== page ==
Friday, December 5, 2008

Wal-Mart: Culture and Cheer

Our class discussion about organizational culture sparked my own memory of my experiences at Wal-Mart, where I worked in Arkansas as a high school student. While I believe Wal-Mart is by no means a perfect organization and has many faults, the culture I experienced while working at Wal-Mart played a large role in developing a positive mental image of Wal-Mart while I worked there as an employee. The following is an analysis of Wal-Mart’s core values that underlie its culture.

In 1962, Sam Walton opened the very first Wal-Mart in Rogers, Arkansas. As the founder of this one-store organization, he established the company culture upon three basic beliefs: (1) respect for the individual, (2) service to our customers, and (3) striving for excellence. Today, almost half a century and many stores later, the values and organizational cultural which Walton valued still resonate among many of the over 2 million Wal-Mart associates throughout the world (

(1) Respect for the Individual. At Wal-Mart, each employee is referred to as an “associate.” This verbalization emphasizes the shared ownership of Wal-Mart each associate has as an employee. This ownership is both a figurative metaphor which serves to open up lines of communication by downplaying the hierarchy between employees and managers, but is also literal, as many employees buy small shares of Wal-Mart stock, which is encouraged in the initial hire orientation.
(2) Service to Our Customers. At Wal-Mart service and servant leadership are key themes. According to Sam Walton, “Effective leaders don’t lead from behind a desk. It's more important than ever that we develop leaders who are servants, who listen to their partners – their associates – in a way that creates wonderful morale to help the whole team accomplish an overall goal” ( Store managers and district managers are often seen on the floor making themselves available to all associates and practicing the “10-foot rule,” which encourages associates to each customer with the infamous, “How may I help you?” which is written on the back of every associates blue vest.
(3) Striving for Excellence. Wal-Mart employees are constantly encouraged to strive for excellence through competition and improvement. Three store-wide weekly meetings (for each of the three work-shifts) are held at which store managers, department managers, and associates discuss sales strategies (merchandise displays, cleanliness, friendliness), sales performance (compared daily, weekly, and one year earlier), and sales competition (among departments within the same store and with other stores regionally and nationally).
These three core values are particularly strongly embedded within the organization and each associate in part by a rigorous orientation which occurs after initial hiring. Before stepping foot on the actual store floor and beginning training, each associate watches a series of videos regarding Sam Walton’s life, core values, and history of the company. By watching these videos, many associates may become inspired. In many ways, the life of Sam Walton encompasses the American Dream of going from rags to riches. By working at Wal-Mart, they to have chance at the American Dream through hard work, promotions, and developing community relationships.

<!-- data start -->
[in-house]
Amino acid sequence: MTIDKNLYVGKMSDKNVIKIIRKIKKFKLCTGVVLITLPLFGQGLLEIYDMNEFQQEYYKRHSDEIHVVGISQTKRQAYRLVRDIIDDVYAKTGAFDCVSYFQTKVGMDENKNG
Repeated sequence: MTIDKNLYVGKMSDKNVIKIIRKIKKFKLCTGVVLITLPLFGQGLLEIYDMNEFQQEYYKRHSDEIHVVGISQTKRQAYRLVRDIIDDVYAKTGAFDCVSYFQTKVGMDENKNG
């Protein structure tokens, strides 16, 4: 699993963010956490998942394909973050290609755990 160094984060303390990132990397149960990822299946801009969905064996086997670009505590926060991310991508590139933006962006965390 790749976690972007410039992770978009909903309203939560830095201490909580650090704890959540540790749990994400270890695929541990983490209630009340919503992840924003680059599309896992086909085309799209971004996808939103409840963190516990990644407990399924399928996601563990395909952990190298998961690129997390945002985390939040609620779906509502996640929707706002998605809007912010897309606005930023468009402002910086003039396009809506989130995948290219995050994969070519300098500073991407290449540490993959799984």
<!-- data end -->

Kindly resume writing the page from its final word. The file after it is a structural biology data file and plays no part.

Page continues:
Perhaps one can best show the strength of Wal-Mart culture in the activities which often occur during the store-wide weekly meetings previously noted. These meetings are characterized by an open and inclusive family dinner table-like environment. Managers and associates come together in an open space in the back of the store to discuss store happenings, compare sales performances, share a package of cookies, and announce weekly birthdays of associates throughout the store. Each meeting ends with the infamous “Wal-Mart Cheer”:
Give me a W!
Give me an A!
Give me an L!
Give me a squiggly!
Give me an M!
Give me an A!
Give me an R!
Give me a T!
What's that spell?
Whose Wal-Mart is it?
It's my Wal-Mart!
Who's number one?
The customer! Always!

To me, this cheer exemplifies Sam Walton’s original values of respect, service, and excellence which are still embodied and valued by many Wal-Mart managers and associates, regardless of the negative attention the corporate side of Wal-Mart has increasingly (and often deservedly) received in recent years.

Just For Fun:
Video of the Wal-Mart Cheer:

Innovation and creativity, anyone? Here is an example of some Wal-Mart employees in Sherwood, Arkansas, really taking “ownership” of the Wal-Mart Cheer and making it their own:

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